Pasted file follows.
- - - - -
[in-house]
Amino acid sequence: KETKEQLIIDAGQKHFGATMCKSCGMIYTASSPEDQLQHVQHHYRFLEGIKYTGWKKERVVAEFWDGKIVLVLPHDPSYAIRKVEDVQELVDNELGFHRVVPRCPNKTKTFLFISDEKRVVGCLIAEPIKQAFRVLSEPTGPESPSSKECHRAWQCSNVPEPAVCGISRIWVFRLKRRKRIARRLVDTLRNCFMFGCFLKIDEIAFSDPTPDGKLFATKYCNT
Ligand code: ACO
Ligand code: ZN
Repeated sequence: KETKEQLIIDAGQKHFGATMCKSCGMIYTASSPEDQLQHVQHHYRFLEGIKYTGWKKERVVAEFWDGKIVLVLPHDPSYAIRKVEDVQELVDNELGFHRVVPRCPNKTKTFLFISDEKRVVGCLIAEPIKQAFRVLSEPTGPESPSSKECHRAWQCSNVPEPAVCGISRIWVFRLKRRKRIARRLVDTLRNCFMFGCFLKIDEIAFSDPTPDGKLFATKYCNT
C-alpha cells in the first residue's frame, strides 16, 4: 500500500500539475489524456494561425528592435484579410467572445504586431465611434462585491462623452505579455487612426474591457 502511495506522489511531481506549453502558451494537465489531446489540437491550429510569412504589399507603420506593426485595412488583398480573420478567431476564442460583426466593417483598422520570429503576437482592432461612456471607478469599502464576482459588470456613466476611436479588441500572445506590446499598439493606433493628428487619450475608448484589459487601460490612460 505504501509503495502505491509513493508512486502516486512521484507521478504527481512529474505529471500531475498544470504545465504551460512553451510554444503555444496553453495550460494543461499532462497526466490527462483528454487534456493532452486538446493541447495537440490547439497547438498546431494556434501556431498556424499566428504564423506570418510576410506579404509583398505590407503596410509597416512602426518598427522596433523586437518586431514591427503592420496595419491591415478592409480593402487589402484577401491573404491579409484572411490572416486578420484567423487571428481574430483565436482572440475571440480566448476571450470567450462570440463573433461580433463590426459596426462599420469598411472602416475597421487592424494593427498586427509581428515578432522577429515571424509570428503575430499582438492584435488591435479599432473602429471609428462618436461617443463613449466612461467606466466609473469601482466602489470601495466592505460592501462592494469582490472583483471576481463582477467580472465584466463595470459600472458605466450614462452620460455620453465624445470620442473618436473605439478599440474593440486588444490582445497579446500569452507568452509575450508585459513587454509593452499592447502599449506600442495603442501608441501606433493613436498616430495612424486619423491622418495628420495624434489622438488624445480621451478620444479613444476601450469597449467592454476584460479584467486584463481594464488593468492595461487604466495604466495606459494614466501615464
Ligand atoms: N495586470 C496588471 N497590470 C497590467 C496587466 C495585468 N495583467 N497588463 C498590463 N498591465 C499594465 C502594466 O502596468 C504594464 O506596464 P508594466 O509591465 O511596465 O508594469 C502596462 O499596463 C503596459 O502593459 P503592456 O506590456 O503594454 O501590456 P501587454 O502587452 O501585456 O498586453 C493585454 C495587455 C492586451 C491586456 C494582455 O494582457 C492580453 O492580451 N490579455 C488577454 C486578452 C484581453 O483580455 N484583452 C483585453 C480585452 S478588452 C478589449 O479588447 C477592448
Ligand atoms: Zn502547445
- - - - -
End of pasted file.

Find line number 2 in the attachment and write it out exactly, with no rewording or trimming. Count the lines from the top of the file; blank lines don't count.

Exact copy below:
Amino acid sequence: KETKEQLIIDAGQKHFGATMCKSCGMIYTASSPEDQLQHVQHHYRFLEGIKYTGWKKERVVAEFWDGKIVLVLPHDPSYAIRKVEDVQELVDNELGFHRVVPRCPNKTKTFLFISDEKRVVGCLIAEPIKQAFRVLSEPTGPESPSSKECHRAWQCSNVPEPAVCGISRIWVFRLKRRKRIARRLVDTLRNCFMFGCFLKIDEIAFSDPTPDGKLFATKYCNT